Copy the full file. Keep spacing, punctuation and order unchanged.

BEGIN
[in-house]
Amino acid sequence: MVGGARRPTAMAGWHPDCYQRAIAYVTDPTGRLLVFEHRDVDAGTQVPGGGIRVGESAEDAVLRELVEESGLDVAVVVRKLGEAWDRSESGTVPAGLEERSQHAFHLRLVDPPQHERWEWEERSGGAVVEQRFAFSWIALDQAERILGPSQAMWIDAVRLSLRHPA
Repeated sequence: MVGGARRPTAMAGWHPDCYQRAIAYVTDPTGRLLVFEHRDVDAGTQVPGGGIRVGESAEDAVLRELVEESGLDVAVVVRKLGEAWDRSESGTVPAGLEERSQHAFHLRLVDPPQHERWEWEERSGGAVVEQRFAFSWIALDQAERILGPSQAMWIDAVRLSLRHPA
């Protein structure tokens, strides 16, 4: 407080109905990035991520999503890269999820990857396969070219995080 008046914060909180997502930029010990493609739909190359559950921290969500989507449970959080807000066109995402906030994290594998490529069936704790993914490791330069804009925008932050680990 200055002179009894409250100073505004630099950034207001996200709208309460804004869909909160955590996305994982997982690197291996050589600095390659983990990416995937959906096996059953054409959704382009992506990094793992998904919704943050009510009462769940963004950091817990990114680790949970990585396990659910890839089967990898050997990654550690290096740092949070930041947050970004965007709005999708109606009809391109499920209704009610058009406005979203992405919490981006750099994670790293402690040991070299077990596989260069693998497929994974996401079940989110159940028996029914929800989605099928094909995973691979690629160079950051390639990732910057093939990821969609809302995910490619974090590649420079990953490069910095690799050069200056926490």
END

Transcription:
[in-house]
Amino acid sequence: MVGGARRPTAMAGWHPDCYQRAIAYVTDPTGRLLVFEHRDVDAGTQVPGGGIRVGESAEDAVLRELVEESGLDVAVVVRKLGEAWDRSESGTVPAGLEERSQHAFHLRLVDPPQHERWEWEERSGGAVVEQRFAFSWIALDQAERILGPSQAMWIDAVRLSLRHPA
Repeated sequence: MVGGARRPTAMAGWHPDCYQRAIAYVTDPTGRLLVFEHRDVDAGTQVPGGGIRVGESAEDAVLRELVEESGLDVAVVVRKLGEAWDRSESGTVPAGLEERSQHAFHLRLVDPPQHERWEWEERSGGAVVEQRFAFSWIALDQAERILGPSQAMWIDAVRLSLRHPA
């Protein structure tokens, strides 16, 4: 407080109905990035991520999503890269999820990857396969070219995080 008046914060909180997502930029010990493609739909190359559950921290969500989507449970959080807000066109995402906030994290594998490529069936704790993914490791330069804009925008932050680990 200055002179009894409250100073505004630099950034207001996200709208309460804004869909909160955590996305994982997982690197291996050589600095390659983990990416995937959906096996059953054409959704382009992506990094793992998904919704943050009510009462769940963004950091817990990114680790949970990585396990659910890839089967990898050997990654550690290096740092949070930041947050970004965007709005999708109606009809391109499920209704009610058009406005979203992405919490981006750099994670790293402690040991070299077990596989260069693998497929994974996401079940989110159940028996029914929800989605099928094909995973691979690629160079950051390639990732910057093939990821969609809302995910490619974090590649420079990953490069910095690799050069200056926490």